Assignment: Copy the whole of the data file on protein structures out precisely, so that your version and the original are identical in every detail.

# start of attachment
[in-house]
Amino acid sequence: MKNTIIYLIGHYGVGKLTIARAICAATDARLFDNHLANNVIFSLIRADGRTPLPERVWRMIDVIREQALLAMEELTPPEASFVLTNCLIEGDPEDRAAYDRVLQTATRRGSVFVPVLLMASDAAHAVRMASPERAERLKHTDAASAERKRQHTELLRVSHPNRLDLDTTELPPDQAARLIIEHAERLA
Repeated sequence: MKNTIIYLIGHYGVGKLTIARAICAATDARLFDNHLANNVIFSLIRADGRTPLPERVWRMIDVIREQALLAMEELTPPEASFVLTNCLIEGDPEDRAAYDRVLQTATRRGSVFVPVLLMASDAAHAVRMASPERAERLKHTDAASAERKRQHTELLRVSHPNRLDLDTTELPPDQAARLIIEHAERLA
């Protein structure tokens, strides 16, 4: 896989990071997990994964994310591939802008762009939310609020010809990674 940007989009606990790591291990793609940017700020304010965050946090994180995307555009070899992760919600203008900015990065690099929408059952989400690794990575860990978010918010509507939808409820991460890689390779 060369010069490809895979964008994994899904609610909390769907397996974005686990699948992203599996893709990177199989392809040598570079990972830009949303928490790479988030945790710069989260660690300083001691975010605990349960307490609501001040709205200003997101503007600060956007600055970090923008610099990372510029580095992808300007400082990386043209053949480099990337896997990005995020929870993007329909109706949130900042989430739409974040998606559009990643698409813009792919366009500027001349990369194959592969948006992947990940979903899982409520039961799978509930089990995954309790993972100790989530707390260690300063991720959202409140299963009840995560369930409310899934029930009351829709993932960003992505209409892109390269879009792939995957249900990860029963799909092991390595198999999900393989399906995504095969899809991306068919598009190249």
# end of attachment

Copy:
[in-house]
Amino acid sequence: MKNTIIYLIGHYGVGKLTIARAICAATDARLFDNHLANNVIFSLIRADGRTPLPERVWRMIDVIREQALLAMEELTPPEASFVLTNCLIEGDPEDRAAYDRVLQTATRRGSVFVPVLLMASDAAHAVRMASPERAERLKHTDAASAERKRQHTELLRVSHPNRLDLDTTELPPDQAARLIIEHAERLA
Repeated sequence: MKNTIIYLIGHYGVGKLTIARAICAATDARLFDNHLANNVIFSLIRADGRTPLPERVWRMIDVIREQALLAMEELTPPEASFVLTNCLIEGDPEDRAAYDRVLQTATRRGSVFVPVLLMASDAAHAVRMASPERAERLKHTDAASAERKRQHTELLRVSHPNRLDLDTTELPPDQAARLIIEHAERLA
């Protein structure tokens, strides 16, 4: 896989990071997990994964994310591939802008762009939310609020010809990674 940007989009606990790591291990793609940017700020304010965050946090994180995307555009070899992760919600203008900015990065690099929408059952989400690794990575860990978010918010509507939808409820991460890689390779 060369010069490809895979964008994994899904609610909390769907397996974005686990699948992203599996893709990177199989392809040598570079990972830009949303928490790479988030945790710069989260660690300083001691975010605990349960307490609501001040709205200003997101503007600060956007600055970090923008610099990372510029580095992808300007400082990386043209053949480099990337896997990005995020929870993007329909109706949130900042989430739409974040998606559009990643698409813009792919366009500027001349990369194959592969948006992947990940979903899982409520039961799978509930089990995954309790993972100790989530707390260690300063991720959202409140299963009840995560369930409310899934029930009351829709993932960003992505209409892109390269879009792939995957249900990860029963799909092991390595198999999900393989399906995504095969899809991306068919598009190249």